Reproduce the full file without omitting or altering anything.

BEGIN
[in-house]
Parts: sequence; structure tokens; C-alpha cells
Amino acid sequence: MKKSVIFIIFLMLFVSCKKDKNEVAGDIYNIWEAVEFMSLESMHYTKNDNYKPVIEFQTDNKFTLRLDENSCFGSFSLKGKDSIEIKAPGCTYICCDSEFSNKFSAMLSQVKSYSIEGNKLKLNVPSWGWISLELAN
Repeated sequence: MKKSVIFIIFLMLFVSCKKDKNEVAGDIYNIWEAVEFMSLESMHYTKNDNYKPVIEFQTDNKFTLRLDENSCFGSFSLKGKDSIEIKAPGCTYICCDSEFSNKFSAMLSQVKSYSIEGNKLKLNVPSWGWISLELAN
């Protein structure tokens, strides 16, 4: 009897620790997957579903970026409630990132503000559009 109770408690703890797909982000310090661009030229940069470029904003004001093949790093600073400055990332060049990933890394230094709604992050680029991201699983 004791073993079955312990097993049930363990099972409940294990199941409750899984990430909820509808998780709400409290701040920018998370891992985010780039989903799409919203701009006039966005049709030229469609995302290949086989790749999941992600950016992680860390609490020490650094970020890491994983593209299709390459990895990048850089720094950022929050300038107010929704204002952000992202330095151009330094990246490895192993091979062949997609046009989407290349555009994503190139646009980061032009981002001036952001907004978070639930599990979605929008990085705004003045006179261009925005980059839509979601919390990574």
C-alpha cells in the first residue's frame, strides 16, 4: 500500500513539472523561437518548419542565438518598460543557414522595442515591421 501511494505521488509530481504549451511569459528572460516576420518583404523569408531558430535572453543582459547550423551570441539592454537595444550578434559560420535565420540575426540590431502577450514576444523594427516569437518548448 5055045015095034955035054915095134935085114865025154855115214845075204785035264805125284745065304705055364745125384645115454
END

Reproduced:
[in-house]
Parts: sequence; structure tokens; C-alpha cells
Amino acid sequence: MKKSVIFIIFLMLFVSCKKDKNEVAGDIYNIWEAVEFMSLESMHYTKNDNYKPVIEFQTDNKFTLRLDENSCFGSFSLKGKDSIEIKAPGCTYICCDSEFSNKFSAMLSQVKSYSIEGNKLKLNVPSWGWISLELAN
Repeated sequence: MKKSVIFIIFLMLFVSCKKDKNEVAGDIYNIWEAVEFMSLESMHYTKNDNYKPVIEFQTDNKFTLRLDENSCFGSFSLKGKDSIEIKAPGCTYICCDSEFSNKFSAMLSQVKSYSIEGNKLKLNVPSWGWISLELAN
């Protein structure tokens, strides 16, 4: 009897620790997957579903970026409630990132503000559009 109770408690703890797909982000310090661009030229940069470029904003004001093949790093600073400055990332060049990933890394230094709604992050680029991201699983 004791073993079955312990097993049930363990099972409940294990199941409750899984990430909820509808998780709400409290701040920018998370891992985010780039989903799409919203701009006039966005049709030229469609995302290949086989790749999941992600950016992680860390609490020490650094970020890491994983593209299709390459990895990048850089720094950022929050300038107010929704204002952000992202330095151009330094990246490895192993091979062949997609046009989407290349555009994503190139646009980061032009981002001036952001907004978070639930599990979605929008990085705004003045006179261009925005980059839509979601919390990574």
C-alpha cells in the first residue's frame, strides 16, 4: 500500500513539472523561437518548419542565438518598460543557414522595442515591421 501511494505521488509530481504549451511569459528572460516576420518583404523569408531558430535572453543582459547550423551570441539592454537595444550578434559560420535565420540575426540590431502577450514576444523594427516569437518548448 5055045015095034955035054915095134935085114865025154855115214845075204785035264805125284745065304705055364745125384645115454